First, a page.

Friday Finds is a regular feature in which I collate and share interesting articles and posts on running/health/fitness which I’ve read recently. Some might be inspiring, some might be scientific, some might provoke debate. All are things I’ve found in some way thought-provoking.
And so, the doping scandal once more raises its head, this time through the medium of tennis and Maria Sharapova’s announcement that she has failed a drugs test. Now technically tennis is a bit of a departure for my Friday Finds posts, but as an English teacher I was quite intrigued by this particular piece from the BBC in which Sharapova’s press conference was analysed, from the room decor and her choice of outfit right through to the effect of some of her word choice. We don’t often see this type of analysis, but it’s exactly the sort of critical approach I want my pupils to take to their own reading and listening.
In other news, Public Health England hit the headlines this week with its new campaign targeting those in middle age and encouraging them to lead a healthier lifestyle. The idea is that being healthier in middle age will lead to good health when we retire. I’m neither in England nor middle-aged (although I feel I’m edging closer and closer these days!) but when I discovered I could take a quiz, I had to have a shot! The result: I’m leading a healthy lifestyle in terms of exercise and eating habits, but I’m a bit stressed. A stressed teacher at a time of year when lots of coursework is due? Who’d have thought 😉
Of course not everyone in is the habit of exercising regularly, so it was interesting to read The Guardian‘s article in which five writers shared their stories of exercise, the difficulties they faced and the benefits they reaped:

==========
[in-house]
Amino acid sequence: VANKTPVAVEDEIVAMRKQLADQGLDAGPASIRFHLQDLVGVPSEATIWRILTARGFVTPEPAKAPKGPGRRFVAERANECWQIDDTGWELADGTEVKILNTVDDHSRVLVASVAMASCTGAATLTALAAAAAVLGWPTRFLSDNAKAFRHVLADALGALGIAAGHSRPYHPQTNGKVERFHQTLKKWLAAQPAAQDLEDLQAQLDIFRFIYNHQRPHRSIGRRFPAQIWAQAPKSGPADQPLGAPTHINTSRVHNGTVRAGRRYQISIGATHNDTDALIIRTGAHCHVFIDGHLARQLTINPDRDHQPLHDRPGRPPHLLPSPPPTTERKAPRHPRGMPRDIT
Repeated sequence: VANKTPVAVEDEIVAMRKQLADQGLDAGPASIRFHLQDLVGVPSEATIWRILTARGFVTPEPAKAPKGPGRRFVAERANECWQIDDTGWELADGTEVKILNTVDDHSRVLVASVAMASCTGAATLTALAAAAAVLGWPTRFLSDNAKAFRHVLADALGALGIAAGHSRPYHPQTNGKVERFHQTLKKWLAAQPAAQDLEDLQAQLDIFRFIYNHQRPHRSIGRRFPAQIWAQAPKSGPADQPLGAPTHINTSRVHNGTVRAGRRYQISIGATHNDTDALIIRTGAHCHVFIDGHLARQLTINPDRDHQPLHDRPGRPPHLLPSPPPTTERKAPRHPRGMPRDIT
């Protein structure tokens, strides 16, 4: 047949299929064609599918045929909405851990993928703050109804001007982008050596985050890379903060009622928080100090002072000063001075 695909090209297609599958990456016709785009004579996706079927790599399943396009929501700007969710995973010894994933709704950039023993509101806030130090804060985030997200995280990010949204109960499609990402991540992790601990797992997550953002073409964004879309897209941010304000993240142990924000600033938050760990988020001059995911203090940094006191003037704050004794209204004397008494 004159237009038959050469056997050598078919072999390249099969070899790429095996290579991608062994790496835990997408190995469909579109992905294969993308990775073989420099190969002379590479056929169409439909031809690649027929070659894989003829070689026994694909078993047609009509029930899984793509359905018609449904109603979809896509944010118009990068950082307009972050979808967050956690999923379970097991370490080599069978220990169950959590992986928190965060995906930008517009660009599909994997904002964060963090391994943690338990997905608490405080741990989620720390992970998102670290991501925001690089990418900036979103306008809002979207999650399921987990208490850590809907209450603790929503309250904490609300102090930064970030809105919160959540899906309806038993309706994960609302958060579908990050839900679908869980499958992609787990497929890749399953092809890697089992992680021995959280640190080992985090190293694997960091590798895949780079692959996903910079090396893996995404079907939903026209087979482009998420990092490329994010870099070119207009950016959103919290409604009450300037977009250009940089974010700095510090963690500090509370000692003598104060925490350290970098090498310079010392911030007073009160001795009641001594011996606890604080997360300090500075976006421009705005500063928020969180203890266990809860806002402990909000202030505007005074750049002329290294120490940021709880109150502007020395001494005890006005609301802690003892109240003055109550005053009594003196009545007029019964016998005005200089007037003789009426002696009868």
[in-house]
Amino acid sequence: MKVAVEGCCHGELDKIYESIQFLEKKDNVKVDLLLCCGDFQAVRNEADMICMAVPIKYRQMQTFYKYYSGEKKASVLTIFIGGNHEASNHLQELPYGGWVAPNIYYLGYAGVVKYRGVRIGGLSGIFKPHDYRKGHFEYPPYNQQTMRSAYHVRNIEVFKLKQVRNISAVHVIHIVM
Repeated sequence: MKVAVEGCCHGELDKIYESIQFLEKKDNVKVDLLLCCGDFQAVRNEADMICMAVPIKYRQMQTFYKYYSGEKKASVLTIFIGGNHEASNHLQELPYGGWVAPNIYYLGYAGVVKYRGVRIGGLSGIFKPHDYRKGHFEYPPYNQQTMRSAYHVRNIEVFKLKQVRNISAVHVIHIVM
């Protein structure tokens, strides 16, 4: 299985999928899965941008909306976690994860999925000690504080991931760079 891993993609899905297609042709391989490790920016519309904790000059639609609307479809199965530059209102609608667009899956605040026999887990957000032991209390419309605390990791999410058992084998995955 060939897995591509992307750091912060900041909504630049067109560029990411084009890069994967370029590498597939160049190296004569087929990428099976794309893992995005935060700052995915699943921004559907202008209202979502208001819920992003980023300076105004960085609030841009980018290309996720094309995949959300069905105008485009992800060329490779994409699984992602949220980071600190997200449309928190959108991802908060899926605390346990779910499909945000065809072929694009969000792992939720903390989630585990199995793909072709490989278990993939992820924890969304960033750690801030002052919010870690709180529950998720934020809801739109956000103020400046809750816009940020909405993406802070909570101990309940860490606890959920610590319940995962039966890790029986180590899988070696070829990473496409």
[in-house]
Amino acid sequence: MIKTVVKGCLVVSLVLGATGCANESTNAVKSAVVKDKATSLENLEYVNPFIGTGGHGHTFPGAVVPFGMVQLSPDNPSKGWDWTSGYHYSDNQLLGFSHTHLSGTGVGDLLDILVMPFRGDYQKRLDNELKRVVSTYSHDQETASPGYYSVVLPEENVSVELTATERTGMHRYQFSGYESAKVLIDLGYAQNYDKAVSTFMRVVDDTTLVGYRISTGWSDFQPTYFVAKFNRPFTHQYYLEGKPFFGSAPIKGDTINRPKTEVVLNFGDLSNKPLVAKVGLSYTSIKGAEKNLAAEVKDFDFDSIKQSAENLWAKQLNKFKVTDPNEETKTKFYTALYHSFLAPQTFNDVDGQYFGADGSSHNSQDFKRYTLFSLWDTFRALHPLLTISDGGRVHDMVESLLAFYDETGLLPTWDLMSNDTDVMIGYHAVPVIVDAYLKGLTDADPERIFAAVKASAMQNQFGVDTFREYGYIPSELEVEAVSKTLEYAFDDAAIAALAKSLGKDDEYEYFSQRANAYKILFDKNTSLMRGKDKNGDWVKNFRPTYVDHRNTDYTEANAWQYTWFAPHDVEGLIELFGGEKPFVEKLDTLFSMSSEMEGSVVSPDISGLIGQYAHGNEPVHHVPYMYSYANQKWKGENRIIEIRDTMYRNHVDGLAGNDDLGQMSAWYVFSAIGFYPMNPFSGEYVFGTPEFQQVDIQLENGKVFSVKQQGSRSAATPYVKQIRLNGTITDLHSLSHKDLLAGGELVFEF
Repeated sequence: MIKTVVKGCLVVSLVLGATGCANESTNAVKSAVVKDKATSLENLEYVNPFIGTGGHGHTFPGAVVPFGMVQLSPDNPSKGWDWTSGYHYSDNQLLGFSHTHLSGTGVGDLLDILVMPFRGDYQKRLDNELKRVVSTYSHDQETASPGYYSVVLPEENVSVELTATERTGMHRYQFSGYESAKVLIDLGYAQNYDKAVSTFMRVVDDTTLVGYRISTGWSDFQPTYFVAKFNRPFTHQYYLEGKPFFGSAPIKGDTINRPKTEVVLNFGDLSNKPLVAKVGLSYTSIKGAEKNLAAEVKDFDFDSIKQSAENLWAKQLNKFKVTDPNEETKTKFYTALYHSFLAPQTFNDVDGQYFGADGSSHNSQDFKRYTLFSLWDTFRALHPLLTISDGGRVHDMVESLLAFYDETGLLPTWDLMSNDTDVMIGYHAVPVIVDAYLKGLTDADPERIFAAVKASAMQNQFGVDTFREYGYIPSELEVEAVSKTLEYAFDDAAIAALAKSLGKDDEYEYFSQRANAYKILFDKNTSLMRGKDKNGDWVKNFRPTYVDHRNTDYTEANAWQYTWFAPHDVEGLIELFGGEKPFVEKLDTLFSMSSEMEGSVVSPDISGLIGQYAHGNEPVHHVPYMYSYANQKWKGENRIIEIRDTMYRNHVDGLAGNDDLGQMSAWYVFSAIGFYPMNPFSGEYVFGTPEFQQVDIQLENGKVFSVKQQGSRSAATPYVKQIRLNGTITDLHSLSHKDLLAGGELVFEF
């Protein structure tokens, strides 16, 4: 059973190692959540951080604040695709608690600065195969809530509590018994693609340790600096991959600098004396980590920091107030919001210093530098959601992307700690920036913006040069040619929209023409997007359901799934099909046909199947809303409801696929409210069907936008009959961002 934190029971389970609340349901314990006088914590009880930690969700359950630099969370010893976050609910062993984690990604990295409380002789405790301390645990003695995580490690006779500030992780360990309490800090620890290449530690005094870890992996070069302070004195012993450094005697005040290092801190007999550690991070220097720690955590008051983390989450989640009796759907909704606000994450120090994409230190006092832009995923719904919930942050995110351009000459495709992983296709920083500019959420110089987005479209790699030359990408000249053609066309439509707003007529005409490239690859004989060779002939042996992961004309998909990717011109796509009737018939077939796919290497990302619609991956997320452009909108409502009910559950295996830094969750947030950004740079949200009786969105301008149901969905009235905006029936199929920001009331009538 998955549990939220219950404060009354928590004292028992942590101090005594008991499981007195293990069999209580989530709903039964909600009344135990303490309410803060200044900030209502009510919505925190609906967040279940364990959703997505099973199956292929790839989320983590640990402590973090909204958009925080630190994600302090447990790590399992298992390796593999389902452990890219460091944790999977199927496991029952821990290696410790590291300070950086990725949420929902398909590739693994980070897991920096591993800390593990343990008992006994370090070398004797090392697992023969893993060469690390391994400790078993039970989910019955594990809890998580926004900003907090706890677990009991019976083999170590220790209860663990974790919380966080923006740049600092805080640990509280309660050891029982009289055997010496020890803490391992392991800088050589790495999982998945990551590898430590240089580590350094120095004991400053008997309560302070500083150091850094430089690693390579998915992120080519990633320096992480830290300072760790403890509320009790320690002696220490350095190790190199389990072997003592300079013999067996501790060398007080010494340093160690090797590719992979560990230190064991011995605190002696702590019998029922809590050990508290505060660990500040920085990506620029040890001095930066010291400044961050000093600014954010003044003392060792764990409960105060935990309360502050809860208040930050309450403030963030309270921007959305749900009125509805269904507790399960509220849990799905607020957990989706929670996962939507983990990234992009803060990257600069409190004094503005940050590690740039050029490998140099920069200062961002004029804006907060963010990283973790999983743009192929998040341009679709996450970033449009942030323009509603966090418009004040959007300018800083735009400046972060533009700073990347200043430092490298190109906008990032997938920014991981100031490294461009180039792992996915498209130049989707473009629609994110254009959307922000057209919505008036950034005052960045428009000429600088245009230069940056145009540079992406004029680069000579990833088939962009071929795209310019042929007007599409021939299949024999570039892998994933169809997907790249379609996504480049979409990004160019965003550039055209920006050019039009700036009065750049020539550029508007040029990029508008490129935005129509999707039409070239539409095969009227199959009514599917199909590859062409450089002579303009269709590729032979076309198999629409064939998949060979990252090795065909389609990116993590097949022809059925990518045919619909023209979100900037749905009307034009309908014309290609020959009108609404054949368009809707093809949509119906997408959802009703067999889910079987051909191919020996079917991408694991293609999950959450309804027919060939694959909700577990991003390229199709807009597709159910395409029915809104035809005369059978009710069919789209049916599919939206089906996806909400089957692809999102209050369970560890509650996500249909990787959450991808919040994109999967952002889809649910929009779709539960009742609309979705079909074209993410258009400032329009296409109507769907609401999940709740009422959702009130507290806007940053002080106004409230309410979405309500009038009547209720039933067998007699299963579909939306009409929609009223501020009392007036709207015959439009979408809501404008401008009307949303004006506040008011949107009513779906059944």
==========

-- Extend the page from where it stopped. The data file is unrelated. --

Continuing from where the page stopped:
Towards the end of last year my inner geek was thrilled to receive my own personalised Strava roundup for the year, and based on all the data fed into the site throughout the year, they also produced Strava Insights, which allows us to “explore the world through Strava data”. Here, the BBC has helpfully presented some of the key numbers alongside some really cool heat maps:
I’ve mentioned before that one of my current favourite podcasts is Tough Girl Challenges, hosted by Sarah Williams. If you haven’t yet had a listen, then perhaps this next find will help to explain why I enjoy it so much. In this interview, Sarah Williams shares her thoughts on mental toughness and discusses some of the fantastic women she’s interviewed for the podcast to date. It’s these stories of mental toughness, of never giving up that I find so inspiring. These are women who when told they can’t do something, say, “watch me”. These are stories which make me want to dig deep and go out to have an adventure. Running has taught me a great deal about mental toughness, and with International Women’s Day taking place this past week, I hope these Tough Girls help to inspire others to follow in their footsteps and take on new challenges.
And finally, if you’re a bit of a chocaholic then this might just be the news you’ve been waiting for. According to a new study, chocolate is linked with better cognitive ability. That’s right, chocolate boosts brain power! Of course a sweet treat like chocolate is best consumed in moderation, but now perhaps there’s one less reason to feel guilty about a little indulgence!
The Running Princess